Still, public debt remains at high levels and has become one of the main drivers of spreads between German Bund Yields and BTP Yields, showing the confidence of investors towards the general Italian economic condition.

The Italian NPE market

The overall stock of NPEs accumulated by banks in the Italian system reached a peak of EUR 341bn in 2015, growing at a CAGR of 22% since 2008. Going into more details about the composition of these NPEs, 200bn were Gross Bad Loans accumulated, 58%, hence more than half of the maximum amount reached in 2015; 117bn were in Gross UTPs, the stage at which loaned amounts can still be recovered through an active involvement of the bank in the recovery process; 7bn were in Gross Past Due. It is also interesting to stress the fact that in 2015, Corporate Gross Bad Loans reached a staggering 81% of the total, against 19% of Households Gross Bad Loans. As the majority of these Corporate Loans were intended for SMEs (Small-Medium Enterprises), their higher sensitivity to economic cycles and the negative economic landscape that Italy experienced, had a logical domino effect on the impossibility of these enterprises to pay their obligations when due.

One of the consequences of the surge in percentages of NPEs is the fact that banks must increase their Provisions on Loan Losses, which, divided by the total amount of Gross Loans, gives the so-called coverage ratios. In simple terms, banks will try to predict a possible percentage of future losses on their loan portfolio to smooth sudden losses on their profitability and financial results. As a result, provisions which are set aside are accumulated on the balance sheet and recorded every year on the income statement as a cost that negatively impacts the bottom line. So, higher coverage ratios, implying higher provisions for loan losses will have a negative impact on net income which also has depleting power on bank capital, so banks will be required to introduce more capital, lowering ROE and forcing them to use financial sources as cushion instruments, instead of investing them in more loans or attractive instruments. As of 2019, coverage ratios have reached a level of 65.4% from a low of 34% in 2009.

Still, the last years so a better environment for banks as total stocks of NPEs have significantly decreased at a CAGR of -19% since 2015, reaching a low of EUR 180bn in 2018. In particular, the downward trend has mostly involved a deleveraging process of Gross Bad Loans and UTPs, even though Unlikely-to-Pay Loans have been decreasing at a slower rate, relative to Gross Bad Loans. The reason for this improvement has to be found in a constantly evolving Servicing market which is becoming more and more efficient. Starting from UTP transactions, these have increased but are mainly concentrated in bailout processes. This means that there is still the need to improve a specialized market for UTPs if compared to the more efficient Bad Loans Market. For instance, frequency and volumes of UTP transactions are still lagging behind Bad Loans.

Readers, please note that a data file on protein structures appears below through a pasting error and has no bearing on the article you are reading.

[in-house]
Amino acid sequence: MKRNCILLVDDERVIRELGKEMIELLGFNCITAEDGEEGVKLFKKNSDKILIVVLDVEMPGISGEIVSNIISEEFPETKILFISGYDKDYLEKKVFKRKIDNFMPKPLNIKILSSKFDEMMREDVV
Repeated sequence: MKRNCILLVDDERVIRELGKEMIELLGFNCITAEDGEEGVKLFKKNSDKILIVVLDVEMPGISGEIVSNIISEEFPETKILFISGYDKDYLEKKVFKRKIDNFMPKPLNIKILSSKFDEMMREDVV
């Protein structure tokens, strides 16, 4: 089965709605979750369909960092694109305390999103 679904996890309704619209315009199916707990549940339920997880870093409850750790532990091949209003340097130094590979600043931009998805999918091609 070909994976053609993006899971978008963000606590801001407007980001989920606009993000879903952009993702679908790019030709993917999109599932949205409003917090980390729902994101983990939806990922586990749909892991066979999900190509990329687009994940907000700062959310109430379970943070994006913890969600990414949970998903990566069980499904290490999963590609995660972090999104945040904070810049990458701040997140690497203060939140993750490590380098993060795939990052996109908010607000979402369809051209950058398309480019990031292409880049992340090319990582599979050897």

As ratios of Gross Bad Loans are decreasing thanks to recent high volumes of transactions, the weight of UTPs on the overall asset quality of banks has been increasing. Main UTP transactions have involved top-tier banks and focused on the creation of large and complex deals involving pure UTP portfolios.

On the other hand, a servicing market for Bad Loans is continuously evolving, making it easier and easier to deleverage this portion of NPEs with more transparency, lower discounts and transaction costs. As of 2018, a peak of 84.2bn worth of Gross Bad Loans has been sold to investors, mainly in the form of packages of both secured and unsecured loans, which ultimately diversifies the risk of unsecured ones and makes them more marketable.

The Italian real estate market: a driver for recovery

The 2008 financial crisis and the insolvency of millions of households have left banks with balance sheets loaded with real estate, demonstrating financial institutions’ historical preference for real estate backed loans, mainly due to a more moderate responsiveness of real estate prices to economic cycles and to lower turnover with respect to other financial assets. As a result, a majority of NPLs are backed by real estate, which is a core driver of the NPLs’ value.

After three years of growth and a particularly strong performance in 2017, the volume of investment in the Italian real estate market slowed significantly in 2018, dropping 22% YoY to €8.9bn and marking a backdrop also relative to the EU, mainly attributable to a combination of political uncertainty and the resulting increase in the spread, a slowdown in credit availability, and a moderate contraction in international investments. While the real estate cycle is still in an expansionary phase in most European countries, in Italy the industry is having difficulties gaining traction: despite an increase in the number of sales, prices for both the residential and non-residential property sectors have continued to decrease.